What We Love

What We Love

Emma Reyes.
See The Book of Emma Reyes

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pfeilstorch

This poem by Alba Cid (translated by Jacob Rogers):

An Apocryphal History of the Discovery of Migration, or The Sacrifice of the Pfeilstörchenn

I, wearing heron symmetrically opposed over my chest,
swore to the five emperors that there was no such thing as balance, that if herons upheld
the rivers on all Chinese porcelain it was
simply due to
a locking mechanism in their joints.
they awarded me for risking everything in my defense.
I wrote to you a few years later. I said:
Rostock, sixth of July,
it’s awful of me to interrupt, but I just
need you to understand how certain kinds of wounds can be useful.
I’m finishing up an essay
on pre-modern explanations for bird migration,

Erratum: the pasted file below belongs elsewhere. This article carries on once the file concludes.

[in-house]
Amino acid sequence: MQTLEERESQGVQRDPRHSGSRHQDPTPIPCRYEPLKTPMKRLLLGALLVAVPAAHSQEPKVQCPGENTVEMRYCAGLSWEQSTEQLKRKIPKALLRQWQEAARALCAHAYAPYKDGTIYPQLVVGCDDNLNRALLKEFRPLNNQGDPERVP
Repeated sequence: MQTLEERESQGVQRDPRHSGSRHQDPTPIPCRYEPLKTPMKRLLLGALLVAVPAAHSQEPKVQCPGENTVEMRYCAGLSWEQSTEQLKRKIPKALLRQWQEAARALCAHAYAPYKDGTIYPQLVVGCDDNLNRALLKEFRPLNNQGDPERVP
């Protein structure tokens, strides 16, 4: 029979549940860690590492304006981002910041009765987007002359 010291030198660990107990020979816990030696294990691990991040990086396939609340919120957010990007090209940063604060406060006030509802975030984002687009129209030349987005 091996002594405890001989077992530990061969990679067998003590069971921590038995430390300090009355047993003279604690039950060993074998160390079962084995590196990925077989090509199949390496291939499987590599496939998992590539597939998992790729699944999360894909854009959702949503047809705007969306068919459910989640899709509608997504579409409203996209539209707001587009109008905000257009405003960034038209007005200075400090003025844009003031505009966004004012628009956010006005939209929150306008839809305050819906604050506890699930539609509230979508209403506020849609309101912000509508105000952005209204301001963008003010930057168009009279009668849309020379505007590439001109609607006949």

and all the species seen since Aristotle’s time as either moon travelers
or sailors that very rarely return.

I even studied a pamphlet from 1703
that argues for the communion of swallows,
that they gather in wetlands
and follow a specific choreography to perch on top of the rushes
until they sink.
they spend winters underwater, in the hypnotic calm of the muck,
and that’s why they emerge so 
klein damp in spring.

but in 1822 (I carefully attached the photograph),
an arrow pierced the neck of a stork in central Africa
and the bird began its flight bearing both weapon and wound.
when it reached Germany, someone identified the origin of the projectile,
and went on to form a scientific hypothesis.

I don’t remember much more of the letter, except:
pain and brightness are distributed in equal parts,
and lightness only exists because of past excess.
Since it’s the migratory season 
(I concluded)
I hope you don’t mind if I bypass the formula for farewells—

Atlantic in between us,
every anemone is fluttering along with the currents.

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Listen to read the poem here